Beja Sr v. CA digest

January 26, 2018 | Author: Julius Christopher Buela | Category: Certiorari, U.S. Securities And Exchange Commission, Injunction, Public Sphere, Judiciaries
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Beja Sr. v. CA Facts: Petitioner Fidencio Y. Beja, Sr. is an employee of the Manila Port authority as a terminal supervisor. Two administrative cases was filed against him by the PPA General Manager where the first one was dismissed while the second one prospered. Both where for dishonesty, grave misconduct, violation of reasonable office rules and regulations, conduct prejudicial to the best interest of the service and for being notoriously undesirable. The second charge consisted of six (6) different specifications of administrative offenses including fraud against the PPA in the total amount of P218,000.00. Beja was also placed under preventive suspension pursuant to Sec. 41 of P.D. No. 807. PPA general manager indorsed it to the AAB for "appropriate action." Beja filed a petition for certiorari with preliminary injunction before the Regional Trial Court of Misamis Oriental. 2 Two days later, he filed with the AAB a manifestation and motion to suspend the hearing of Administrative Case No. PPA-AAB-1-049-89 on account of the pendency of thecertiorari proceeding before the court. AAB denied the motion and continued with the hearing of the administrative case. Thereafter, Beja moved for the dismissal of the certiorari case below and proceeded to file before this Court a petition for certiorari with preliminary injunction and/or temporary restraining order. Issues: Simply put, Beja challenges the legality of the preventive suspension and the jurisdiction of the DOTC Secretary and/or the AAB to initiate and hear administrative cases against PPA personnel below the rank of Assistant General Manager. Held: Petitioner anchors his contention that the PPA general manager cannot subject him to a preventive suspension on the following provision of Sec. 8, Art. V of Presidential Decree No. 857 reorganizing the PPA: (d) the General Manager shall, subject to the approval of the Board, appoint and remove personnel below the rank of Assistant General Manager. (Emphasis supplied.) As correctly observed by the Solicitor General, the petitioner erroneously equates "preventive suspension" as a remedial measure with "suspension" as a penalty for administrative dereliction. The imposition of preventive suspension on a government employee charged with an administrative offense is subject to the following provision of the Civil Service Law, P.D. No. 807: Sec. 41. Preventive Suspension. — The proper disciplining authority may preventively suspend any subordinate officer or employee under his authority pending an investigation, if the charge against such officer or employee involves dishonesty, oppression or grave misconduct, or neglect in the performance of duty, or if there are reasons to believe that the respondent is guilty of charges which would warrant his removal from the service. Although the foregoing section does not expressly provide for a mechanism for an administrative investigation of personnel, by vesting the power to remove erring employees on the General Manager, with the approval of the PPA Board of Directors, the law impliedly grants said officials the power to investigate its personnel below the rank of Assistant Manager who may be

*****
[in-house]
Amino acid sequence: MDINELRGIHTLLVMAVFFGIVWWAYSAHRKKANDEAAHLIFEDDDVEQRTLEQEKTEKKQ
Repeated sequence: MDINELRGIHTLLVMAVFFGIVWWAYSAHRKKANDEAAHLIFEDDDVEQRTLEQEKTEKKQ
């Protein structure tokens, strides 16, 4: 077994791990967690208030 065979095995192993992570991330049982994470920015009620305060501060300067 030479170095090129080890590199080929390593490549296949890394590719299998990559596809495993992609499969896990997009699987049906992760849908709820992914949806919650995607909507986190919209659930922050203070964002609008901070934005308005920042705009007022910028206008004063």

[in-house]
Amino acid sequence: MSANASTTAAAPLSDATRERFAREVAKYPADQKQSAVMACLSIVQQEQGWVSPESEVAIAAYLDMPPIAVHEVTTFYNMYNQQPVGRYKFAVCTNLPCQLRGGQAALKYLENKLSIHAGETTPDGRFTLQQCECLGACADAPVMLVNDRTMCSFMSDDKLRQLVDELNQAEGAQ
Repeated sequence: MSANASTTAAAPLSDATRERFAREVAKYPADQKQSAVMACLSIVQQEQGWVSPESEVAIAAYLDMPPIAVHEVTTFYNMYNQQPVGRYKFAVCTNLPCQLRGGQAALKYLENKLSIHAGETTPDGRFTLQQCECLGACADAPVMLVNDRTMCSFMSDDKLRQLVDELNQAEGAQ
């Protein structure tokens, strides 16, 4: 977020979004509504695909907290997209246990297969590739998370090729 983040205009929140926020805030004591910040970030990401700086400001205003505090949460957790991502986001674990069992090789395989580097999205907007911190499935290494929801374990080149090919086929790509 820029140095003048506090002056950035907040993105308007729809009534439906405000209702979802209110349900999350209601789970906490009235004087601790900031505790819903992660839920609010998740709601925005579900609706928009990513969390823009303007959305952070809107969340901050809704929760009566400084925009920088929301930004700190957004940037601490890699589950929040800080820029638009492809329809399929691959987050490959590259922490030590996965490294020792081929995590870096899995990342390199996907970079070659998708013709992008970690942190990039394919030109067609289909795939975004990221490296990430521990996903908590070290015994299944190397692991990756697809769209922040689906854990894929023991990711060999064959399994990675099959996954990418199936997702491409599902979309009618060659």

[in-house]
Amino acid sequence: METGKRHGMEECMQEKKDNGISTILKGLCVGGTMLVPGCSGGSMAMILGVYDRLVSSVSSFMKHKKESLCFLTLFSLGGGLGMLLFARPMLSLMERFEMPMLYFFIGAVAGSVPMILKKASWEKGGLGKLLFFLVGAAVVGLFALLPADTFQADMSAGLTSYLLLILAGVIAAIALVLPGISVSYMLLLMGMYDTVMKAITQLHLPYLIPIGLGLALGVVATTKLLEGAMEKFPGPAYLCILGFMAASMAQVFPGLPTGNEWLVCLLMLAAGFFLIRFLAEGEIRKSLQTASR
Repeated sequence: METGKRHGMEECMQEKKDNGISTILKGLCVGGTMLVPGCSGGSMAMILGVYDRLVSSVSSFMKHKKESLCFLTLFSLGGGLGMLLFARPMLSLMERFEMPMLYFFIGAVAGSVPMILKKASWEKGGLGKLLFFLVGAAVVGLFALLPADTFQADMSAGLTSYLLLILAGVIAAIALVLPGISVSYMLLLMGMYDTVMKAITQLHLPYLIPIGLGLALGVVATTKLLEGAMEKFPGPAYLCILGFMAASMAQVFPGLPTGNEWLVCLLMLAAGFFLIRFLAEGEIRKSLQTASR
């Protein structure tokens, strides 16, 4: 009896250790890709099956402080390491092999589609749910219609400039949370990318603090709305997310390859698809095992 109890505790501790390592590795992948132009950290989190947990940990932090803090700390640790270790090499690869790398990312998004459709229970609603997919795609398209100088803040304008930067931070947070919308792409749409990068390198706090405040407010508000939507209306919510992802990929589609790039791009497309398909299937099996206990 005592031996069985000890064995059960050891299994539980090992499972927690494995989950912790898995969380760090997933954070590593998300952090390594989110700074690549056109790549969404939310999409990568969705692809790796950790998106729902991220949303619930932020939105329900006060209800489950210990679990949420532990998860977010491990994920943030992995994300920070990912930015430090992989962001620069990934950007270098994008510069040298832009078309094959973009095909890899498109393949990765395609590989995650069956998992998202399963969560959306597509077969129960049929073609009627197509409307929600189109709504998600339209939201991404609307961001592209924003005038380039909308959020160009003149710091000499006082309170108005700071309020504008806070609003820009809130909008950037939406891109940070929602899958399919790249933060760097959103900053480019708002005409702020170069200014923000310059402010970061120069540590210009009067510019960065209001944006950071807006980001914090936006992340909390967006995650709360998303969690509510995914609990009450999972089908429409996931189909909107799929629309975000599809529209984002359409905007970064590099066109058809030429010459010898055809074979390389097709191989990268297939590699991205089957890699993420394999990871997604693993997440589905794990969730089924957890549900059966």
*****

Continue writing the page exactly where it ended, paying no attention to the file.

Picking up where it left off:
charged with an administrative offense. During such investigation, the PPA General Manager, as earlier stated, may subject the employee concerned to preventive suspension. The investigation should be conducted in accordance with the procedure set out in Sec. 38 of P.D. No. 807. 13 Only after gathering sufficient facts may the PPA General Manager impose the proper penalty in accordance with law. It is the latter action which requires the approval of the PPA Board of Directors. 14 It is, therefore, clear that the transmittal of the complaint by the PPA General Manager to the AAB was premature. The PPA General Manager should have first conducted an investigation, made the proper recommendation for the imposable penalty and sought its approval by the PPA Board of Directors. It was discretionary on the part of the herein petitioner to elevate the case to the then DOTC Secretary Reyes. Only then could the AAB take jurisdiction of the case.

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